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1066: The Hidden History in the Bayeux Tapestry Hardcover – March 1, 2005

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Product Details

  • Hardcover: 354 pages
  • Publisher: Walker & Company (March 1, 2005)
  • Language: English
  • ISBN-10: 0802714501
  • ISBN-13: 978-0802714503
  • Product Dimensions: 1.3 x 6.3 x 9 inches
  • Shipping Weight: 1.4 pounds
  • Average Customer Review: 4.4 out of 5 stars  See all reviews (32 customer reviews)
  • Amazon Best Sellers Rank: #1,584,155 in Books (See Top 100 in Books)

Editorial Reviews

From Publishers Weekly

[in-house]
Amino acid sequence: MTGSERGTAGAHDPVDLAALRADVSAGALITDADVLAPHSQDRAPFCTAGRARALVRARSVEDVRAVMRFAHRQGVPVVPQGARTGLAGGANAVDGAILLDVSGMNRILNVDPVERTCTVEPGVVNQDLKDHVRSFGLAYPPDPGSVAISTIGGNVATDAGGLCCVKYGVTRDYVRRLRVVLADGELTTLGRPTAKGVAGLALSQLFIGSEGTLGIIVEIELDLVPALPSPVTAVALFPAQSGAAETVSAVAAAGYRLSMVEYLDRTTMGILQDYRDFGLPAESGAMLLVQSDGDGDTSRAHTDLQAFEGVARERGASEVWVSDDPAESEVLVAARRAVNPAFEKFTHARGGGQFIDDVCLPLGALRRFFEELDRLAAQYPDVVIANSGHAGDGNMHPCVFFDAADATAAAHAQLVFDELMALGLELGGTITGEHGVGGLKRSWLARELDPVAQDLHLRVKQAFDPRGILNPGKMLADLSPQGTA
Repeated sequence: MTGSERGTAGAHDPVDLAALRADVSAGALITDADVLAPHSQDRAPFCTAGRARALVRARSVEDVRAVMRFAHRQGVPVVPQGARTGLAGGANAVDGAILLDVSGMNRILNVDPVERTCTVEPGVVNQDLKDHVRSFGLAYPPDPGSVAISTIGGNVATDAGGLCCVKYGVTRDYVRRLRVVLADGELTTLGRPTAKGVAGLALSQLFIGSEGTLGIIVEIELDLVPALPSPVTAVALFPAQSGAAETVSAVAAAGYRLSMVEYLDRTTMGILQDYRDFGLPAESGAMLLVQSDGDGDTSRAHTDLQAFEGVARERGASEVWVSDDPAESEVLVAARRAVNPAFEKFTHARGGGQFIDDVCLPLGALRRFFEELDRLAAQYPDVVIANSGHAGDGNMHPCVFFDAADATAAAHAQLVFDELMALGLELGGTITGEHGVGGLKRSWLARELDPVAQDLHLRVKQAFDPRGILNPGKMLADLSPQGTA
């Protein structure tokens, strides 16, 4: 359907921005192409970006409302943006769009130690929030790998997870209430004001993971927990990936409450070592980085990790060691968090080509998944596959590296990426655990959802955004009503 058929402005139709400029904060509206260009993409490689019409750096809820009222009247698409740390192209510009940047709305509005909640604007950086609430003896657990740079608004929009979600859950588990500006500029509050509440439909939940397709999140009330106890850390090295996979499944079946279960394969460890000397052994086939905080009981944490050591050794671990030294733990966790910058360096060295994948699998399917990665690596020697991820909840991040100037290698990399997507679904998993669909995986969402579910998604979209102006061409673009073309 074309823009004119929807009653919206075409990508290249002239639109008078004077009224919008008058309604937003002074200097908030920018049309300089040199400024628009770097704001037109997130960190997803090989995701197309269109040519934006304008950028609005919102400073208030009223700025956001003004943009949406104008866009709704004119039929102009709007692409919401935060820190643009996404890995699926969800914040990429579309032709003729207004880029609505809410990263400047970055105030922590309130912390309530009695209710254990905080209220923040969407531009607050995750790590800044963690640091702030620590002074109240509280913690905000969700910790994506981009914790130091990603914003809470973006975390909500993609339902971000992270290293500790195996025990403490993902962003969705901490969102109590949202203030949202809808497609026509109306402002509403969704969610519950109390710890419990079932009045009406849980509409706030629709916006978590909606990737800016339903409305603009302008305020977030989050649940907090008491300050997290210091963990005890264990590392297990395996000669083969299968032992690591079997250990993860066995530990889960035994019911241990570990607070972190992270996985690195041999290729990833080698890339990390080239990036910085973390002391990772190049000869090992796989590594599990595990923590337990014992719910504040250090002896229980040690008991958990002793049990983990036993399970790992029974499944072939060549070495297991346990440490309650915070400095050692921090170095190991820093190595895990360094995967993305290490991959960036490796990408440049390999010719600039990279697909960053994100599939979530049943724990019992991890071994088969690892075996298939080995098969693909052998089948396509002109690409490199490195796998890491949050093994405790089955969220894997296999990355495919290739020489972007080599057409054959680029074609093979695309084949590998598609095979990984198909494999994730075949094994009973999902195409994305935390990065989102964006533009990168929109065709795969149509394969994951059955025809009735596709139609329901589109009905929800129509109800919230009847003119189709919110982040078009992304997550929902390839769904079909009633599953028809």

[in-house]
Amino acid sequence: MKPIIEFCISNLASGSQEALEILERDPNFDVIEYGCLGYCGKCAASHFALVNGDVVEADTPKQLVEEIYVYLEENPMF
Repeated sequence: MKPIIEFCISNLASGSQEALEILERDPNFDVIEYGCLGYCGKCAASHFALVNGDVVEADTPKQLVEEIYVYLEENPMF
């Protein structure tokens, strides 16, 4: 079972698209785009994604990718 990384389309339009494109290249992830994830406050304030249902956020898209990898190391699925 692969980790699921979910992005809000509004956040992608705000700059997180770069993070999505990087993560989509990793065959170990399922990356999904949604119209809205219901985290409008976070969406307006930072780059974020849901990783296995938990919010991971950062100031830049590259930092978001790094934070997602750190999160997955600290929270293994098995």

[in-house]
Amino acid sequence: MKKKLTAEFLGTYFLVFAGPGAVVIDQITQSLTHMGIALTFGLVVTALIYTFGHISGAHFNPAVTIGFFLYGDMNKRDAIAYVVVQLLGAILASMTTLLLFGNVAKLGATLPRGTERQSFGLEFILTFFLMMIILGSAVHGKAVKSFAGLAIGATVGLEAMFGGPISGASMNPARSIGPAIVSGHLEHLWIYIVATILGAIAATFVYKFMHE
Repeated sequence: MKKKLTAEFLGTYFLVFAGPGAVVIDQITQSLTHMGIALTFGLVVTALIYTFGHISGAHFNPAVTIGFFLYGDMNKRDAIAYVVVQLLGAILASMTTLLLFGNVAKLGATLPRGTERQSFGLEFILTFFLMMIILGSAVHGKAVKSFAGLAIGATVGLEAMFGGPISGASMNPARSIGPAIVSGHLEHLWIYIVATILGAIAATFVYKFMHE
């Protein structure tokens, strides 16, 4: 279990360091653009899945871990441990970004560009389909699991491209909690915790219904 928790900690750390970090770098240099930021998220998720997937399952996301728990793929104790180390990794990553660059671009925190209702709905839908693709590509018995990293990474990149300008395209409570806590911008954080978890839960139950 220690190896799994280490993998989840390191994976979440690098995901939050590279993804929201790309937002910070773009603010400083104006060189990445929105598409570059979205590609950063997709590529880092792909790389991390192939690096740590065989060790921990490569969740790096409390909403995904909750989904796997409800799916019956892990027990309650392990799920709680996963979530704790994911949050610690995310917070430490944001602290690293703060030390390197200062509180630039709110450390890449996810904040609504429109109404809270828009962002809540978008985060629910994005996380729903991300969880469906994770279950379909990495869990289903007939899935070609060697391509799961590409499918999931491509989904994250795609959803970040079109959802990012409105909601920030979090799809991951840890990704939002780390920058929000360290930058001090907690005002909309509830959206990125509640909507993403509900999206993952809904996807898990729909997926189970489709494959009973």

The simple linen background and bright woolen colors of the Bayeux Tapestry have always been interpreted as a French tribute to William the Conqueror, celebrating his victory over England in 1066 with its depiction of soldiers, archers, ships and battles. In an often riveting but ultimately unconvincing revisionist account drawing on the work of other scholars as well as on contemporary accounts of events, Bridgeford, a British lawyer, argues that the tapestry was more likely designed by English monks at St. Augustine's abbey in Canterbury under the direction of Count Eustace of Boulogne. English women, more famous for their embroidery skills than the French, stitched a tapestry containing a covert anti-Norman message. Bridgeford also provides details on minor characters in the tapestry, such as the dwarf Turold—who Bridgeford thinks might have written the medieval French epic poem Chanson de Roland and been the tapestry's patron—and Aelfgyva, the only woman named on the tapestry. While Bridgeford offers a fascinating look into the tapestry and the events it depicts, his language and method are so tentative ("Could it be that...?") that one is left doubting his interpretation. 16 pages of color illus., one map. (Apr.)